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Education Ministry proposes sending children to school 1 year earlier

Education Minister Park Soon-ae speaks at a press briefing held Friday at the governmental complex in central Seoul, before reporting to the president. (Yonhap)
Education Minister Park Soon-ae speaks at a press briefing held Friday at the governmental complex in central Seoul, before reporting to the president. (Yonhap)

The Ministry of Education proposed a reform of the school system to send children to elementary school 1 year earlier.

The Education Ministry got the green light to work on a reform of the current school system that would lower the age of entry to elementary school by one year on Friday afternoon.

Education Minister Park Soon-ae directly briefed President Yoon Suk-yeol on the ministry’s agenda at the presidential office in Yongsan-gu, central Seoul, to which Yoon ordered Park to push for the reform “immediately,” according to his spokesperson Kang In-sun.

In Korea, children attend elementary school from March 1 of the year following the year in which they reach six years of age, counted according to the international age system. The Education Ministry’s public proposal would lower school entry age by one year to five years old.

“The state should provide education to all children at the right time,” Park said at a press briefing held before she reported to the president.

In September, the ministry will launch a survey on 20,000 students and their parents, asking whether they agree with the reform of the school years or not.

“That is why I insisted on reporting to the president today. We are on a tight schedule,” Park said, explaining the rushed presentation of the report to the president. The ministry’s Friday briefing was canceled last minute the day before, but was held as scheduled in the end.

Park hopes that children can enter schools under the new system in 2025. Some schools and districts could pilot the early entry program starting in 2024.

Along with lowering the school entry age, the ministry will push for an integration of kindergartens and care centers, an often-discussed topic touched upon by past administrations.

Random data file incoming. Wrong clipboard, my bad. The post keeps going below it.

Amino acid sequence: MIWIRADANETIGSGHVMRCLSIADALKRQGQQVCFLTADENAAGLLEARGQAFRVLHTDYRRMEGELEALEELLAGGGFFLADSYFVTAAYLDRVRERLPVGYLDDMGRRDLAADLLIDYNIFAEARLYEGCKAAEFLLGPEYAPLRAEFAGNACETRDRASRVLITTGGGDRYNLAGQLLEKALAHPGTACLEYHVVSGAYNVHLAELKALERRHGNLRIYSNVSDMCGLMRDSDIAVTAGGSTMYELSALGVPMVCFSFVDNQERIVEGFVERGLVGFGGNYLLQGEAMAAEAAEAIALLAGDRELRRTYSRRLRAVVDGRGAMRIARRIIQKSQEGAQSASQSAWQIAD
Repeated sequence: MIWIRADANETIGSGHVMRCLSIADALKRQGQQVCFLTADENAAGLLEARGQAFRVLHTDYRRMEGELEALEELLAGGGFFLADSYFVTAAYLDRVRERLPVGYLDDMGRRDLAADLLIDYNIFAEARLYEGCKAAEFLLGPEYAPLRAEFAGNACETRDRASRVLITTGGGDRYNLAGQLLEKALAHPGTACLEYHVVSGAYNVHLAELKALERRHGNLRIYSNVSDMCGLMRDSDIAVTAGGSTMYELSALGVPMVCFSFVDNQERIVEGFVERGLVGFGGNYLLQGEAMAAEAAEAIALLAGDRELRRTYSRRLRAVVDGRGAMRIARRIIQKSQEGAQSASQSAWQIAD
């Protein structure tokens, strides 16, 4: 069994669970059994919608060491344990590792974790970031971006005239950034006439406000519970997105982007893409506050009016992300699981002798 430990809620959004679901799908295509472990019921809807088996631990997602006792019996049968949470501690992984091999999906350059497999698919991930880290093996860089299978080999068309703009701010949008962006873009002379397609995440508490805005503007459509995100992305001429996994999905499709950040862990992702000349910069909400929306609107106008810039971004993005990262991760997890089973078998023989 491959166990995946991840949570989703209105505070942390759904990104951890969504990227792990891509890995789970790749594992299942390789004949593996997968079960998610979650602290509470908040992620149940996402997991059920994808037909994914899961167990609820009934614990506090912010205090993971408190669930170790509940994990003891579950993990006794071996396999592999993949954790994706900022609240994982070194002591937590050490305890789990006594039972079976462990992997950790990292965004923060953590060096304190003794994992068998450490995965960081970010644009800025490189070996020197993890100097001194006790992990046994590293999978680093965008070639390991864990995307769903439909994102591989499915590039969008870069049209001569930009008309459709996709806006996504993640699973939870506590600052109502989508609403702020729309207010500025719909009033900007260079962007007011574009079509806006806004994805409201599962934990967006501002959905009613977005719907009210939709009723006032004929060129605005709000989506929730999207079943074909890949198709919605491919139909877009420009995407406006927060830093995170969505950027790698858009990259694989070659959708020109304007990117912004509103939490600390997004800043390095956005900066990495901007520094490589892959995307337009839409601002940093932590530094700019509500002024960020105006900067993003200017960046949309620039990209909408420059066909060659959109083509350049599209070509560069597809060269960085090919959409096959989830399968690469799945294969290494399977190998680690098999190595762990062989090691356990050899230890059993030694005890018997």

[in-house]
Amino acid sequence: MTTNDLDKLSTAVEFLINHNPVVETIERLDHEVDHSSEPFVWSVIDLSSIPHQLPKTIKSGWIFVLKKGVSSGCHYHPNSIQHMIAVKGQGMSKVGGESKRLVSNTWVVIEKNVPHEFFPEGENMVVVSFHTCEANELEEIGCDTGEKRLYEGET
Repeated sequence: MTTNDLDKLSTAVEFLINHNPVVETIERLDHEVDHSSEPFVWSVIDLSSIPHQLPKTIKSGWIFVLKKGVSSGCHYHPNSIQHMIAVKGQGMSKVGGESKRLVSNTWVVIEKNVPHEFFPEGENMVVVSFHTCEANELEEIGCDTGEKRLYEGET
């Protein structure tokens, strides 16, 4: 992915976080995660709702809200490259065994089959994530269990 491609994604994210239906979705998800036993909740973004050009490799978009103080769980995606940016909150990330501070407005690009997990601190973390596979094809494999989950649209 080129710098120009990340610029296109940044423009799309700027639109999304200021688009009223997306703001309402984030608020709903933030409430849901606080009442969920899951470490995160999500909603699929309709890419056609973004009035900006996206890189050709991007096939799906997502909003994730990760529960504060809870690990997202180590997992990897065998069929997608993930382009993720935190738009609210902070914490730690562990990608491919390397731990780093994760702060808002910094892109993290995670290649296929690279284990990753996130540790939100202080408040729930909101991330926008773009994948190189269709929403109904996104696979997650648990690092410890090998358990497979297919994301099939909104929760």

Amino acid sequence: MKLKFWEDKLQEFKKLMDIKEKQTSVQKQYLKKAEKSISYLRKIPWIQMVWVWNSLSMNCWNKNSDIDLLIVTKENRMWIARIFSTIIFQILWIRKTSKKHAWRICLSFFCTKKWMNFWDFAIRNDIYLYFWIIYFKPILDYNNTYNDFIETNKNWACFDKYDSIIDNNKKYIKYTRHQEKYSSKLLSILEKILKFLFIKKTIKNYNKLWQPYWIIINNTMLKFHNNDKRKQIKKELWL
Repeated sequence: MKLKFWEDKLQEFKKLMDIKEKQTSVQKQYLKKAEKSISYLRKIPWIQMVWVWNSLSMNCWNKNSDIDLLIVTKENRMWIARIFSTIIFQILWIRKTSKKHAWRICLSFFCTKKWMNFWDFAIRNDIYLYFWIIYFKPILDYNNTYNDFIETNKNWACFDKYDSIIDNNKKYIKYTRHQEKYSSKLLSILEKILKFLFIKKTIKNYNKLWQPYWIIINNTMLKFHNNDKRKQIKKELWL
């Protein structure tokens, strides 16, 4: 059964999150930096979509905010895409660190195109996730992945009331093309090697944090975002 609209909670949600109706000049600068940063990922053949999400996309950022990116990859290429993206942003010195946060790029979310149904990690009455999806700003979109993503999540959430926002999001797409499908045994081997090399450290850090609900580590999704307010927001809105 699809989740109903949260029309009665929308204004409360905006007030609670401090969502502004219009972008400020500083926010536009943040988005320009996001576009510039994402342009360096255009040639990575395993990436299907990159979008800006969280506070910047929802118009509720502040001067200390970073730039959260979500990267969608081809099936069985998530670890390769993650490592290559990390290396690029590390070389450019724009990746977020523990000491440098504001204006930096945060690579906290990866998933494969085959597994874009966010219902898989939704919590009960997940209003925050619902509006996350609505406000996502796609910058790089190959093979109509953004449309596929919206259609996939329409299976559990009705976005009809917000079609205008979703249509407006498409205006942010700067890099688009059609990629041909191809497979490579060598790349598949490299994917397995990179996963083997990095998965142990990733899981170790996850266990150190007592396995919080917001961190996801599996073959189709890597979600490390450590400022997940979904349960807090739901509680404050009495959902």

In Korea, newborns to those aged 5 can attend care centers which fall under the supervision of local governments and the Ministry of Health and Welfare, while those aged 3 to 5 can go to kindergartens supervised by local education offices under the Education Ministry.

Though children aged 3 to 5 may attend different institutions, either care centers or kindergartens, they are all cared for under the Nuri Program, a state-led education curriculum.

Past governments have tried to integrate the two institutions to provide a more systemized education and care for children, yet however, have failed.

“I would not have brought up the topic if there had not been mutual grounds for understanding between related parties,” Park said, hinting that the Education Ministry has reached a certain level of agreement with the Health Ministry.

“The state has the responsibility to provide an education of quality at the right time to everyone,” she said.

In August, the Education Ministry will announce a roadmap for nurturing talent fit for the digital era.

Nurturing talent for the Fourth Industrial Revolution is one of the major agendas of the Yoon administration, including a drive for the semiconductor industry.

Earlier this month, the Education Ministry announced its roadmap to nurture 150,000 people with expertise in the chip industry within the next 10 years, including lifting university student quota restrictions.

To support skilled workers for new tech markets, the Education Ministry will hold regular meetings with President Yoon presiding as the chair.

By Im Eun-byel (silverstar@heraldcorp.com)
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